There's no denying this large phone is visually different (well, it is a Nokia handset). We aren't sure we like it: the combination of a top-heavy frame and a small and squeezed keyboard gives it a 'Popeye after spinach' look that doesn't appeal. But under its pumped-up exterior lies a set of features to make the multimedia fan hyperventilate, especially if you have a penchant for editing movies shot on a handset.
Online, we've seen prices ranging from free with a £30 per month contract to £220 SIM-free. If the design and features appeal, you should be able to find a price and contract to suit.
This is a relatively chunky handset. At 109mm tall, 49mm wide and 19mm deep, it requires 90 cubic centimetres of space in your pocket, and you'll have to cope with 110g of weight. It isn't a brick by any means, but it's more beefy than most handsets.
The look is very 1970s sci-fi, with charcoal and silver colouring (it's also available in reddish brown and silver). It has rounded edging and strange, Space 1999-style numbers on the keys. The bottom right edge of the casing houses an infrared port. On the top is a speaker, which pumps sound out at an inadequate volume. The left edge has a button dedicated to the built-in Push to Talk service, which is not yet widely available in the UK.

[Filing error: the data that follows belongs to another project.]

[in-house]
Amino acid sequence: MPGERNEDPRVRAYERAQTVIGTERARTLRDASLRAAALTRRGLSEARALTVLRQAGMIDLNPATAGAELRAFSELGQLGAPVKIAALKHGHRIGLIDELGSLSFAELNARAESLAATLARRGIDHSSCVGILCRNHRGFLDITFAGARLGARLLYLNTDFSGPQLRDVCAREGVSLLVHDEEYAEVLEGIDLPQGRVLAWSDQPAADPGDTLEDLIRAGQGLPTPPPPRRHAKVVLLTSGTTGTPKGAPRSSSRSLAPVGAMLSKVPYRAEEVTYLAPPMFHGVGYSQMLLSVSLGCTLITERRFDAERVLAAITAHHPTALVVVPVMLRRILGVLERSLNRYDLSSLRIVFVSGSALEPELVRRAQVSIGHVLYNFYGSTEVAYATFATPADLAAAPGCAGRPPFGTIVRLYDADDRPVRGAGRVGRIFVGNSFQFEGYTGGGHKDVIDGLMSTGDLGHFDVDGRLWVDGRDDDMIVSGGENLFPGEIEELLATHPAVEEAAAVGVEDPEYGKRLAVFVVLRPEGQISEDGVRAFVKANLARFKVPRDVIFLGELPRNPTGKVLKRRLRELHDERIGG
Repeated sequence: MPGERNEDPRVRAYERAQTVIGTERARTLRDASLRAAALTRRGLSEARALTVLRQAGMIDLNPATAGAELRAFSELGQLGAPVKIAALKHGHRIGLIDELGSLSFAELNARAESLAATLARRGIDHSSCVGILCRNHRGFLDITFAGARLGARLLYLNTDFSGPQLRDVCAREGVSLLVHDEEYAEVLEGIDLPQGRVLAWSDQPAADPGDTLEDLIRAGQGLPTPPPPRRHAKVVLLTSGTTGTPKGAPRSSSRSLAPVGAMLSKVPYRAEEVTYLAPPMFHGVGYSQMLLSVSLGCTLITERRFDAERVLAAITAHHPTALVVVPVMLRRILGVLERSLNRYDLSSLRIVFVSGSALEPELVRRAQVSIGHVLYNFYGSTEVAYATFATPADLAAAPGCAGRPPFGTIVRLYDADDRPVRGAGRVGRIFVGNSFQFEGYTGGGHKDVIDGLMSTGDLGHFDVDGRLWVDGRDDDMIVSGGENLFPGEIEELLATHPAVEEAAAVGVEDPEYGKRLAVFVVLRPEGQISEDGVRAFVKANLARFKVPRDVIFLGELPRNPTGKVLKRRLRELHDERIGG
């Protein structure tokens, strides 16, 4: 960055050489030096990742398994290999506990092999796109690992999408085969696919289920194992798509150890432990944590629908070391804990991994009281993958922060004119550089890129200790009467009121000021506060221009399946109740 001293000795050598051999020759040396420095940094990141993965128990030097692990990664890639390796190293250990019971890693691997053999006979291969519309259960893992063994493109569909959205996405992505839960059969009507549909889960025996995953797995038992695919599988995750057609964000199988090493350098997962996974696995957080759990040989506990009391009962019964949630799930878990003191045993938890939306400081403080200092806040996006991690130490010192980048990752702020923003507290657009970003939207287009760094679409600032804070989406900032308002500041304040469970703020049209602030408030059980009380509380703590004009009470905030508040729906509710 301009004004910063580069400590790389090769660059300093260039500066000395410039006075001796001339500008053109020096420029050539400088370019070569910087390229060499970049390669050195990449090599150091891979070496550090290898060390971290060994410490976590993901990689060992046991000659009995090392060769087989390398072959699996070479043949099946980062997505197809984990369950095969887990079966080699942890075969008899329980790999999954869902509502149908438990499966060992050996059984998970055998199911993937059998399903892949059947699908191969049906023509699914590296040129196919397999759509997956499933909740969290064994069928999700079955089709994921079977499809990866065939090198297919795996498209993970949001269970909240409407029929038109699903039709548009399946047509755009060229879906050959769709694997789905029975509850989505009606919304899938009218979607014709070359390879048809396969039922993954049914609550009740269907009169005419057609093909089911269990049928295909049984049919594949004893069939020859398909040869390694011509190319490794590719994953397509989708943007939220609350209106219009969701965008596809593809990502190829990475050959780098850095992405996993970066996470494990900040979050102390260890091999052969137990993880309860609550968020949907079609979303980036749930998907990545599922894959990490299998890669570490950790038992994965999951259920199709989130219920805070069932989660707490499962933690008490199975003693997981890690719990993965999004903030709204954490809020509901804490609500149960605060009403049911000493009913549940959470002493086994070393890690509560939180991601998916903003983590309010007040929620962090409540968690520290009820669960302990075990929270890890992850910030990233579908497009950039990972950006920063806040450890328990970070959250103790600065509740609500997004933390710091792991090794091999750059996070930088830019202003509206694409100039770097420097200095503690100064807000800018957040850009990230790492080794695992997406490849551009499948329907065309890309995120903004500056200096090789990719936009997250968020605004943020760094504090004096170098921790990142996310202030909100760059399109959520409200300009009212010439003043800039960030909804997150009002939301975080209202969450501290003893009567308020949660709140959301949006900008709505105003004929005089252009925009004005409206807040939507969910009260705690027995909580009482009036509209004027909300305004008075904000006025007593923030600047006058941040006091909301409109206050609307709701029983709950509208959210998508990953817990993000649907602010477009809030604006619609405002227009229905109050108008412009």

On the back sits the 1.2 megapixel camera lens, with a square mirror that distorts framed photos of yourself to the point of being a fairground attraction rather than a useful tool. There is no hardware button to launch the camera. While it is easy enough to find in the application menu, anyone keen on taking quick snaps should note the extra seconds involved -- some spontaneous moments may be lost.
The screen offers 65k colours at 176x208 pixels, and it is large (35mm wide, 41mm tall), clear and generally likeable. Between the numberpad and screen sits a panel of buttons including Call and End keys, Nokia's familiar Menu, Clear and Edit keys, twin softkeys and, slap bang in the middle, a joystick. This stands proud with a recess all around it and is pretty responsive.
There is an eyelet for a wrist strap, but Nokia doesn't provide one. What you do get by way of extras is a 32MB RS-MMC card to expand the built-in memory, a stereo headset and mains power charger. The 3230 runs Series 60, and it is possible to exchange data with a PC using PC Suite, but you'll have to download the software (free of charge from the Nokia site) to do so.